• clover biCover crops, also known as green manures, are one of the cornerstones of sustainable agriculture. Weeding, harvesting, and even foot traffic can degenerate the soil of a home garden. Utilizing cover crops, such as fast-growing grains, legumes, and grasses, can improve the soil, suppress weeds, and aid in controlling pests.

    Crimson clover (Trifolium incarnatum) is a new variety offered from Botanical Interests┬« this year. If the soil in your garden requires a little extra attention, sow crimson clover in the fall (six weeks before your average first frost). To sow, create a loose seedbed and spread the seed over the area. Gently rake the seeds into the soil so they are covered. This will ensure full contact with the soil and protect the seeds from hungry birds. You can till the crimson clover into the soil at any stage of growth but be sure to cut or mow it before seeds begin to form-just after flowering. In all but the warmest climates, the plant will be winter killed so you can also wait until the next spring to till it into the soil. Crimson clover not only adds nitrogen to the soil, which improves fertility for next year’s garden, but it also attracts beneficial insects, such as ladybugs and bees.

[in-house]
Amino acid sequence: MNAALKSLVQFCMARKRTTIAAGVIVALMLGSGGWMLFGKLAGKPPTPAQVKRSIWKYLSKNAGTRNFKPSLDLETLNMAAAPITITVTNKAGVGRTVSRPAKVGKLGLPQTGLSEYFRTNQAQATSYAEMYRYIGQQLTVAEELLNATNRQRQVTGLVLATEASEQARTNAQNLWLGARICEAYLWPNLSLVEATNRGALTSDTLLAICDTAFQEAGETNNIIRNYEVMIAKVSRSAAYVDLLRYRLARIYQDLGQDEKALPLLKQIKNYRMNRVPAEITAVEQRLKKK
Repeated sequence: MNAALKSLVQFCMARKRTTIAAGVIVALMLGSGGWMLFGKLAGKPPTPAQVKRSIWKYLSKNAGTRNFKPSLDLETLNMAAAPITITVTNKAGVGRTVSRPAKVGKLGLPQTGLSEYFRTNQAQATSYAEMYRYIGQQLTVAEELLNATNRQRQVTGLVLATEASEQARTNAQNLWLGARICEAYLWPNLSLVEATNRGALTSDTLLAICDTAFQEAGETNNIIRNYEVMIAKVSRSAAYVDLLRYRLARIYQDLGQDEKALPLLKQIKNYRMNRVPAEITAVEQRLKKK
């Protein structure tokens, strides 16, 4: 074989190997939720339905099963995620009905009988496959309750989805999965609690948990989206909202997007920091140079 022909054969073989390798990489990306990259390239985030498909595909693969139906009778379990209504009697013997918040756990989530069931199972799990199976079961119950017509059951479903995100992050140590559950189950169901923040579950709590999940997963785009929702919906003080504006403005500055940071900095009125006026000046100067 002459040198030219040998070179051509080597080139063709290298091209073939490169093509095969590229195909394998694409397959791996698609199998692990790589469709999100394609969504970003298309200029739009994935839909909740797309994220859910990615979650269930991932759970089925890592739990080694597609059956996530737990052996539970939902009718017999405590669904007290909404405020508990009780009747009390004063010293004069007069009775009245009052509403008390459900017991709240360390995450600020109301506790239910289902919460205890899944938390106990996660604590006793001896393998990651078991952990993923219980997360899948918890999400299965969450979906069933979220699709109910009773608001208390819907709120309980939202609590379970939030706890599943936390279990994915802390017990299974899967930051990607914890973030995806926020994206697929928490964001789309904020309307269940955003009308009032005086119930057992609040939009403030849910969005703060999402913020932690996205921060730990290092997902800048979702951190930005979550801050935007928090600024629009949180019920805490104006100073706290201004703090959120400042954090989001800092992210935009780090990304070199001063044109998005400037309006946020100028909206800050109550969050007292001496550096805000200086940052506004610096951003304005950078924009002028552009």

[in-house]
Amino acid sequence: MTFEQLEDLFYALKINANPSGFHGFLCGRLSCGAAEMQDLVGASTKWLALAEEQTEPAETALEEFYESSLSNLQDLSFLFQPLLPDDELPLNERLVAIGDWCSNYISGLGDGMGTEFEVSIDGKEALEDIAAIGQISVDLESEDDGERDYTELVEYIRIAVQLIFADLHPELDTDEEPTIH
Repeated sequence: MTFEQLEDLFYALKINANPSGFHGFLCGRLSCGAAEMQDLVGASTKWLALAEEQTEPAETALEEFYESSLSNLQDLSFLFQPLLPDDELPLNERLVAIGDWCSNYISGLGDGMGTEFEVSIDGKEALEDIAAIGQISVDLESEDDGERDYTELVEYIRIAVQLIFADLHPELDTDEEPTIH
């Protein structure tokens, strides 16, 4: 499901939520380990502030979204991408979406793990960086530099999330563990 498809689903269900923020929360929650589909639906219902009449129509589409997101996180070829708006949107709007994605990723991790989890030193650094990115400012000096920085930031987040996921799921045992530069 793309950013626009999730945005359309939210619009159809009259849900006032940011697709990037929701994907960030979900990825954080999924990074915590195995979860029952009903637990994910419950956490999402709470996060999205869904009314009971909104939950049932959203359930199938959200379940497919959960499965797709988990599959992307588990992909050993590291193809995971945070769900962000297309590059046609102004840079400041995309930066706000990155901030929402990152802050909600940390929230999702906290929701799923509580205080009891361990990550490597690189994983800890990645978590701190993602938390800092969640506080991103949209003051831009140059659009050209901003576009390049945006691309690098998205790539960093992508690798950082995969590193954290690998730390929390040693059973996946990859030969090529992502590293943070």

Don’t throw those flowers away, though. Make crimson clover tea! Pour boiling water over 1-2 tablespoons of dried flowers. Steep for about 10 minutes and serve either hot or cold over ice. If you like your tea sweet, add a splash of clover honey.

    We, here at St. Matthews Feed & Seed, carry White Dutch Clover, Latino Dutch Clover, Red Clover, Winter Wheat, Hairy Vetch, and Winter Rye in bulk. Whether you need 2 oz., 2 lbs, or more, our helpful staff can help you choose the cover crop best for your needs. If you are interested in the Botanical Interests Crimson Clover or the Common Buckwheat, please call us (502.896.4473) to see if we can special order them for you.